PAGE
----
Finding the Right RV GPS for Your Next Road Trip

Now, I know you’re itching to get your adventure started, but hang on just a cotton pickin’ minute. Have you given some thought to how exactly you’re going to navigate this beast? RVs ain’t exactly compact sedans, you know. You need to think smart if you wanna steer clear of tight spots and low bridges. And you’ll want to stay on track to all those bucket list destinations. That’s where having the right RV GPS can pay dividends, my friend.

I’ve tried just about every navigation device under the sun in my time on the road, and let me tell you, RV GPS units are a breed of their own. You need something with maps that account for the size and weight of a motorhome. Something that can route you away from troublesome mountain passes and warn you about steep grades. And you’ll definitely want live traffic capabilities so you can steer clear of accidents and delays that can bring these highfalutin’ highways to a standstill.

Now I know, nowadays everyone and their grandma just uses their phone for navigation. But trust me, for the open road, you need something with a big screen that’s easy to glance at while you’re cruising at 65 miles per hour. Leave the phone for your passengers and get yourself a dedicated device designed for life behind the wheel. Your fellow road-trippers will thank you!

Alright, alright, I know you’re starting to foam at the mouth to get this show on the road! Let’s dive into some of the top options out there so you can start mapping your route in style. I’ll give you the lowdown on features, price points, and everything else you need to know to choose the right RV GPS for your adventure. Buckle up, we’re in for a ride!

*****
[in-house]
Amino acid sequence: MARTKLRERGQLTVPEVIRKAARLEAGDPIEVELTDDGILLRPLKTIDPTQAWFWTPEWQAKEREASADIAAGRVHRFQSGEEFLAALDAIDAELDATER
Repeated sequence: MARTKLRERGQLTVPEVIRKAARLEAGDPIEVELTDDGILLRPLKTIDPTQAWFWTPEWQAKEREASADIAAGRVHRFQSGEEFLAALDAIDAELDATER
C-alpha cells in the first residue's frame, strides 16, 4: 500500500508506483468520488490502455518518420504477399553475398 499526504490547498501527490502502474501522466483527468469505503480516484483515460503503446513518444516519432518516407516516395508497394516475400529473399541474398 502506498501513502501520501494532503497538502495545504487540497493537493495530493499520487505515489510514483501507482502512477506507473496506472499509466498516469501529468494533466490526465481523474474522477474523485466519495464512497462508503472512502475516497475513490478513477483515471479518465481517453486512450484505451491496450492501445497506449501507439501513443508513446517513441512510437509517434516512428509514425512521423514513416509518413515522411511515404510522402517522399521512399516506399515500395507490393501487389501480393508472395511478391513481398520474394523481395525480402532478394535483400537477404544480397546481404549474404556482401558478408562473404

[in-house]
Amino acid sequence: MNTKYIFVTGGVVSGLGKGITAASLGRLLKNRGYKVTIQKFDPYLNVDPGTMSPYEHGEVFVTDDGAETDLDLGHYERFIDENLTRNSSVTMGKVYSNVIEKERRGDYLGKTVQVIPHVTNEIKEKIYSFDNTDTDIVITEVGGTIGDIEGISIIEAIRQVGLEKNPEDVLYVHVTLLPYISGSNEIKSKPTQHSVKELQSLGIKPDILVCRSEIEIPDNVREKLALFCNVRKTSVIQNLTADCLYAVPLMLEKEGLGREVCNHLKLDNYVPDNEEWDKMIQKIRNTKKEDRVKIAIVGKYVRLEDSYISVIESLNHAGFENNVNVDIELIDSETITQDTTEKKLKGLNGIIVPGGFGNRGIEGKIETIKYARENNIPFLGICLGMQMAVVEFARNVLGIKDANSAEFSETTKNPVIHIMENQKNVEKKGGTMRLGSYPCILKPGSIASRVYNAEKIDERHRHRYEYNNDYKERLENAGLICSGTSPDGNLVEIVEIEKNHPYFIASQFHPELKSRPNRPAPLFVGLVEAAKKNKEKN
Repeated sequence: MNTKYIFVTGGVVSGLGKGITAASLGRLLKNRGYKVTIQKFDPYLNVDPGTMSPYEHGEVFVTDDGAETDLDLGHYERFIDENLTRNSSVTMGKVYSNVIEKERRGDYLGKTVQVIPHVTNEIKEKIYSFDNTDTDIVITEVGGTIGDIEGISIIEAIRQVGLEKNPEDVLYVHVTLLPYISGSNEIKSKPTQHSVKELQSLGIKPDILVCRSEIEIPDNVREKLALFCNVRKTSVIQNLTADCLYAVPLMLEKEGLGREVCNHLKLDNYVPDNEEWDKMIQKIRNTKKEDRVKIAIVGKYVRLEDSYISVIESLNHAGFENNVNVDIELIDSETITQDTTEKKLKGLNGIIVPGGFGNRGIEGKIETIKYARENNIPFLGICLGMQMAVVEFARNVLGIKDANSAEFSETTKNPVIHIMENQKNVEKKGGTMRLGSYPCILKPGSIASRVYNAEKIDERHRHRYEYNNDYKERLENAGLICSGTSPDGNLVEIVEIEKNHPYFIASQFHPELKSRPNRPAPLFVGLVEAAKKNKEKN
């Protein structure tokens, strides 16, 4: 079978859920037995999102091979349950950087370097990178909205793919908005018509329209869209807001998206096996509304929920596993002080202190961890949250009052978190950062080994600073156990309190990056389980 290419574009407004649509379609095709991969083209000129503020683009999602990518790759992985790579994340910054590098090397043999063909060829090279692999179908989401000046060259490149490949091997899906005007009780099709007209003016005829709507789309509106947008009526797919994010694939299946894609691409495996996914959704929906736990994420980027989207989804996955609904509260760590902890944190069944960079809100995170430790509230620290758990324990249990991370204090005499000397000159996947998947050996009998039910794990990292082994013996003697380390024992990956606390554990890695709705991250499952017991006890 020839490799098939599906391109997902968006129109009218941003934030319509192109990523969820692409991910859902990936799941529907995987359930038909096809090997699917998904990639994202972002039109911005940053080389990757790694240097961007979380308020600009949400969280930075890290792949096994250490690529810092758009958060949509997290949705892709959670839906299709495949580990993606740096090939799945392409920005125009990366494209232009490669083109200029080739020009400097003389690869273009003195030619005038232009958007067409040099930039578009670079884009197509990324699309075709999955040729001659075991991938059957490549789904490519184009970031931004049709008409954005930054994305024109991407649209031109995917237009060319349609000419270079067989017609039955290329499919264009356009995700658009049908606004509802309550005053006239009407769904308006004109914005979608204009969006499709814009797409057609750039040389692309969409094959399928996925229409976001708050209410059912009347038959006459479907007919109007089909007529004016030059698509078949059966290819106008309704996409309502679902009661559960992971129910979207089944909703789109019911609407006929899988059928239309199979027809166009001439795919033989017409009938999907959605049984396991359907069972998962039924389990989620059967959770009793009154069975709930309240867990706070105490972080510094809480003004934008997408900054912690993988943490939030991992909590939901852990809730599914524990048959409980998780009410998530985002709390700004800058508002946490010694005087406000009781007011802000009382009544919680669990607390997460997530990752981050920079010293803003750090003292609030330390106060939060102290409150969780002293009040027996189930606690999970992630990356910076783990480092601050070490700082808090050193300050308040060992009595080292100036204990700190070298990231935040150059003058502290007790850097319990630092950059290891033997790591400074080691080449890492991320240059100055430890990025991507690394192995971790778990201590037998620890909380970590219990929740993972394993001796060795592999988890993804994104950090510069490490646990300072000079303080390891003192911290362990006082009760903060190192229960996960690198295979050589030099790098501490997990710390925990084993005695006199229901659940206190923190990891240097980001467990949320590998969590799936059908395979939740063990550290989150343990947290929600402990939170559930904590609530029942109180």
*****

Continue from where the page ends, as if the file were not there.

Garmin RV 785/787

Now if you know anything about navigation devices, you’ve surely heard of Garmin. They’ve been in the GPS game since before some of us could walk! The Garmin RV 785 and 787 units are built from the ground up with RVers in mind.

Right off the bat, you get those special RV routing and caution features I mentioned. It knows not to take your land yacht down any sketchy dirt roads thanks to a built-in database of road types. And you can set your vehicle height, weight, width and length so it plans routes you can actually take.

Another nifty feature is that it includes ratings on how steep a grade is before you drive down it. As someone who’s kissed their front bumper more than once going downhill, let me tell you that info is clutch! It takes the guesswork out of mountain driving so you can just sit back and enjoy the views.

Now on the 787 model you get built-in wireless connectivity, so your maps and traffic data stay up to date without you having to plug anything in. That’s one less wire to deal with in the cockpit. The screens are nice and bright, even in sunny conditions. And at 7 inches, it’s the perfect size to see from the driver’s seat but still be able to toss in your glovebox when you’re parked.

As you’d expect from Garmin, the GPS pickup is quick and connectivity is reliable. Factor in the company’s decades of experience, and you know you’re getting a solid, road-ready device. Now the starting price for the 785 is $389, and the 787 bumps it up to $489. So be prepared to drop some dough. But when it comes to navigating a home-on-wheels down the highway, you get what you pay for.